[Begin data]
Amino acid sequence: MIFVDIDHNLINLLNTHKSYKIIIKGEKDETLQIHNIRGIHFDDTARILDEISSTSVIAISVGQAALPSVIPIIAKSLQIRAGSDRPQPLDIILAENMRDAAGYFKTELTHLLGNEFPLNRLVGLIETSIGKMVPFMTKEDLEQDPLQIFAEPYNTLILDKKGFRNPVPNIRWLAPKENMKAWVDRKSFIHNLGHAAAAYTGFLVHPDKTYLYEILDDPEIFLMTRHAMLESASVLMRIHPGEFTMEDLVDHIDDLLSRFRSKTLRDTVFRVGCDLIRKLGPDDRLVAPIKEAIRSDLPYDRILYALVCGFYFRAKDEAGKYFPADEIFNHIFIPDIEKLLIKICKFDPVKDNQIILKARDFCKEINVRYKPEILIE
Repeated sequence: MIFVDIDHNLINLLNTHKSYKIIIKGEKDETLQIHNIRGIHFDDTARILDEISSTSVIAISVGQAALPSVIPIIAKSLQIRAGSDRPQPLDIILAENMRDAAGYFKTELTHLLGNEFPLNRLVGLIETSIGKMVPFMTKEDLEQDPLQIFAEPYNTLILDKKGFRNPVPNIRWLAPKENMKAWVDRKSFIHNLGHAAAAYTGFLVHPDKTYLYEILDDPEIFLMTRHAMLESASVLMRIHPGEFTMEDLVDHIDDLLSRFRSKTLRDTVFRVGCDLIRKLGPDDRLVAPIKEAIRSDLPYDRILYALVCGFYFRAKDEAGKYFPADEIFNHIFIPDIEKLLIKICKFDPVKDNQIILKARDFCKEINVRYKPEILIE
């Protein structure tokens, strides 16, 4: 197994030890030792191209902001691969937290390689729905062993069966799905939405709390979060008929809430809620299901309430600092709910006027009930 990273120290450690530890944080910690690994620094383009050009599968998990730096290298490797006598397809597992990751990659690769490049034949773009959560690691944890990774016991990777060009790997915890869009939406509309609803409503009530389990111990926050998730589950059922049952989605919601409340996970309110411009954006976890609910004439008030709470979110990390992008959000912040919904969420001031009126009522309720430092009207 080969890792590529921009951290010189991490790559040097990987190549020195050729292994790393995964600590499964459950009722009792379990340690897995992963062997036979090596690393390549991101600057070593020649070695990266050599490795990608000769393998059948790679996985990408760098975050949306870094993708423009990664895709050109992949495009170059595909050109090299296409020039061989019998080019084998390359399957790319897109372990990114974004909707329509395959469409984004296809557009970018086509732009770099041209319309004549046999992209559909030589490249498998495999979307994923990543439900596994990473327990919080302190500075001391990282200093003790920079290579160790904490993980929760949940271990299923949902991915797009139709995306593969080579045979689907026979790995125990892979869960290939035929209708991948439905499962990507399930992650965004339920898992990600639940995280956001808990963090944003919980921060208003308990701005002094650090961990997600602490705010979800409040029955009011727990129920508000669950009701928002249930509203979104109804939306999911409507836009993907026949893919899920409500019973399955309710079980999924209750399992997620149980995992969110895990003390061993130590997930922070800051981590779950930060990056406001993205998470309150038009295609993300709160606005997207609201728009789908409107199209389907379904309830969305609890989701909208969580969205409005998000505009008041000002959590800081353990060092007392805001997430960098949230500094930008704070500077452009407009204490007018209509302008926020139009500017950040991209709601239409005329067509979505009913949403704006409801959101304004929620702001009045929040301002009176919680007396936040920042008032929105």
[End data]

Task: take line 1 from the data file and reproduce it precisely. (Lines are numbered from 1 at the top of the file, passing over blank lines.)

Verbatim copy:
Amino acid sequence: MIFVDIDHNLINLLNTHKSYKIIIKGEKDETLQIHNIRGIHFDDTARILDEISSTSVIAISVGQAALPSVIPIIAKSLQIRAGSDRPQPLDIILAENMRDAAGYFKTELTHLLGNEFPLNRLVGLIETSIGKMVPFMTKEDLEQDPLQIFAEPYNTLILDKKGFRNPVPNIRWLAPKENMKAWVDRKSFIHNLGHAAAAYTGFLVHPDKTYLYEILDDPEIFLMTRHAMLESASVLMRIHPGEFTMEDLVDHIDDLLSRFRSKTLRDTVFRVGCDLIRKLGPDDRLVAPIKEAIRSDLPYDRILYALVCGFYFRAKDEAGKYFPADEIFNHIFIPDIEKLLIKICKFDPVKDNQIILKARDFCKEINVRYKPEILIE